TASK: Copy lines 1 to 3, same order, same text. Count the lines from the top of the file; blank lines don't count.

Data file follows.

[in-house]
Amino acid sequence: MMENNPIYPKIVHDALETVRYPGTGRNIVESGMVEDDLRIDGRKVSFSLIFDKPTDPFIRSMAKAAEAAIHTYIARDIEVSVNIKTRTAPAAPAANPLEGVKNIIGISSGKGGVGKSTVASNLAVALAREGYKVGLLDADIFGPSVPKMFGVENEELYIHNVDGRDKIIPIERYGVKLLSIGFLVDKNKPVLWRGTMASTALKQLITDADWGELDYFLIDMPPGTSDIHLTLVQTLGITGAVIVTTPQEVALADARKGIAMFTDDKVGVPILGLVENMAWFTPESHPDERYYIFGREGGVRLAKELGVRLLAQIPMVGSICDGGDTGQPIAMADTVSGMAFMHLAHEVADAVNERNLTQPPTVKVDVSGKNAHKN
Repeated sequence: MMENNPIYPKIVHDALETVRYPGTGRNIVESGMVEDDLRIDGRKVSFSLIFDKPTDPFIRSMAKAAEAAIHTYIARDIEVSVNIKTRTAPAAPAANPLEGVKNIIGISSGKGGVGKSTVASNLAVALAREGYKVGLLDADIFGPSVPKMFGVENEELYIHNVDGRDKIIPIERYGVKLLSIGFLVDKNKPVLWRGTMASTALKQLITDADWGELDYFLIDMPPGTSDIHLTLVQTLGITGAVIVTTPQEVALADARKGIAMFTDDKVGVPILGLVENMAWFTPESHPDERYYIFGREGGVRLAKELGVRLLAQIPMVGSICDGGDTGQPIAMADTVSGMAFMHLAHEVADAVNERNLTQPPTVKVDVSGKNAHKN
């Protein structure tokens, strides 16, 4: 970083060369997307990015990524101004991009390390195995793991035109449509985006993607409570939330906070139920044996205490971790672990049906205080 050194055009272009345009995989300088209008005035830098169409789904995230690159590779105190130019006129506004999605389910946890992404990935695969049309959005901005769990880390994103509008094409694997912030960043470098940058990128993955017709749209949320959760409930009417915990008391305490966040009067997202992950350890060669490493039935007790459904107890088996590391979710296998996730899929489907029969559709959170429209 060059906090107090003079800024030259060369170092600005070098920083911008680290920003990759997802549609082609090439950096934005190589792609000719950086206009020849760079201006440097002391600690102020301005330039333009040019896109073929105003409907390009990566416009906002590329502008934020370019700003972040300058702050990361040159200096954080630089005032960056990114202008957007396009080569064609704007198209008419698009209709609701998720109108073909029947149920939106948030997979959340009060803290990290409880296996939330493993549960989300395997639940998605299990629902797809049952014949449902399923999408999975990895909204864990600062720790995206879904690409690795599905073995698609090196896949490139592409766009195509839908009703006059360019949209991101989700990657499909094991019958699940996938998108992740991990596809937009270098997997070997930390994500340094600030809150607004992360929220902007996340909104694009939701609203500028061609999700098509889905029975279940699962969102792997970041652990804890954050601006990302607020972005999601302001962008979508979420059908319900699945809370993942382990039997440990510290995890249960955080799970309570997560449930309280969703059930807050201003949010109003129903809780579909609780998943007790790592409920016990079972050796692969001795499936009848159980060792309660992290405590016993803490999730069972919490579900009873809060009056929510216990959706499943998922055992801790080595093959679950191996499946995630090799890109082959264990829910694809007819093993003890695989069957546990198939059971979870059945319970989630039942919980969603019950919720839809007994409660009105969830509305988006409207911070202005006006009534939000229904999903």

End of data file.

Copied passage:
[in-house]
Amino acid sequence: MMENNPIYPKIVHDALETVRYPGTGRNIVESGMVEDDLRIDGRKVSFSLIFDKPTDPFIRSMAKAAEAAIHTYIARDIEVSVNIKTRTAPAAPAANPLEGVKNIIGISSGKGGVGKSTVASNLAVALAREGYKVGLLDADIFGPSVPKMFGVENEELYIHNVDGRDKIIPIERYGVKLLSIGFLVDKNKPVLWRGTMASTALKQLITDADWGELDYFLIDMPPGTSDIHLTLVQTLGITGAVIVTTPQEVALADARKGIAMFTDDKVGVPILGLVENMAWFTPESHPDERYYIFGREGGVRLAKELGVRLLAQIPMVGSICDGGDTGQPIAMADTVSGMAFMHLAHEVADAVNERNLTQPPTVKVDVSGKNAHKN
Repeated sequence: MMENNPIYPKIVHDALETVRYPGTGRNIVESGMVEDDLRIDGRKVSFSLIFDKPTDPFIRSMAKAAEAAIHTYIARDIEVSVNIKTRTAPAAPAANPLEGVKNIIGISSGKGGVGKSTVASNLAVALAREGYKVGLLDADIFGPSVPKMFGVENEELYIHNVDGRDKIIPIERYGVKLLSIGFLVDKNKPVLWRGTMASTALKQLITDADWGELDYFLIDMPPGTSDIHLTLVQTLGITGAVIVTTPQEVALADARKGIAMFTDDKVGVPILGLVENMAWFTPESHPDERYYIFGREGGVRLAKELGVRLLAQIPMVGSICDGGDTGQPIAMADTVSGMAFMHLAHEVADAVNERNLTQPPTVKVDVSGKNAHKN